Background: We hypothesized that video-assisted thoracic surgery (VATS) lung metastasectomy under non-intubated anesthesia may have a lesser immunological and inflammatory impact than the same procedure under general anesthesia.
Methods: Between December 2005 and October 2015, 55 patients with pulmonary oligometastases (at the first episode) successfully underwent VATS metastasectomy under non-intubated anesthesia. Lymphocytes subpopulation and interleukins 6 and 10 were measured at different intervals and matched with a control group composed of 13 patients with similar clinical features who refused non-intubated surgery.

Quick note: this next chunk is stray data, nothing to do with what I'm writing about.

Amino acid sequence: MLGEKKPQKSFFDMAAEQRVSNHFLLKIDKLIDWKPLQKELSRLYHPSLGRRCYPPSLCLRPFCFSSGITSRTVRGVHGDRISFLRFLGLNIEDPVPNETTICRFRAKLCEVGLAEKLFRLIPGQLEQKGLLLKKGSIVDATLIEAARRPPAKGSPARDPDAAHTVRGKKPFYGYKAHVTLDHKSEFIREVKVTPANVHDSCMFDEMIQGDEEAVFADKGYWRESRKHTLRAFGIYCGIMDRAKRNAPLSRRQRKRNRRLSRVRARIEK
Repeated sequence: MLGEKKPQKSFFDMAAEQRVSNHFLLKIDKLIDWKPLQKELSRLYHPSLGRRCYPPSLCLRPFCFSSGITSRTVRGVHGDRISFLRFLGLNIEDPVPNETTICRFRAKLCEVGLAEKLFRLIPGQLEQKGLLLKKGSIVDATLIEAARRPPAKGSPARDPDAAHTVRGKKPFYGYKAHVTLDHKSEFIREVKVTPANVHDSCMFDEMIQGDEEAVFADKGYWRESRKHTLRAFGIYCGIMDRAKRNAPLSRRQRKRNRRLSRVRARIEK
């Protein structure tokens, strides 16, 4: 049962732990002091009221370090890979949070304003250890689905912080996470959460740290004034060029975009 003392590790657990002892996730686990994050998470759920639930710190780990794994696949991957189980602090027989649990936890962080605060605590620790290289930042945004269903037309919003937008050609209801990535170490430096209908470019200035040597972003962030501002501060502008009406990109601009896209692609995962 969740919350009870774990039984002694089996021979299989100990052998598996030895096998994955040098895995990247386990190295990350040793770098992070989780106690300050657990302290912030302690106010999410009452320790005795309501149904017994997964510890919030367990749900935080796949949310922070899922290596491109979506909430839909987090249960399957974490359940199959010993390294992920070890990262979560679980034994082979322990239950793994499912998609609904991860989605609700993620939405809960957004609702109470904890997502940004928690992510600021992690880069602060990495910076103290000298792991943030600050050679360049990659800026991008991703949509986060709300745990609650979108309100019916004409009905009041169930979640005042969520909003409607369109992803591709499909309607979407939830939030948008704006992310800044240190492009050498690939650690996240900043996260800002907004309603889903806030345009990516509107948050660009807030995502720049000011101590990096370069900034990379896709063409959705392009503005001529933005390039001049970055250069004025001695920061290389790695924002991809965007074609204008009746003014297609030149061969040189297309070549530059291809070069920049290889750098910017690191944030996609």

Results: The non-intubated group demonstrated a lesser reduction of natural killer lymphocytes at 7 days from the procedure (p = 0.04) compared to control. Furthermore, the group revealed a lesser spillage of interleukin 6 after 1 (p = 0.03), 7 (p = 0.04), and 14 (p = 0.05) days. There was no mortality in any groups. Major morbidity rate was significantly higher in the general anesthesia group 3 (5%) vs. 3 (23%) (p = 0.04). The median hospital stay was 3.0 vs. 3.7 (p = 0.033) days, the estimated costs with the non-intubated procedure was significantly lower, even excluding the hospital stay.
Conclusions: VATS lung metastasectomy in non-intubated anesthesia had significantly lesser impact on both immunological and inflammatory response compared to traditional procedure in intubated general anesthesia.
Keywords: lung metastases; non-intubated surgery; video-assisted thoracic surgery.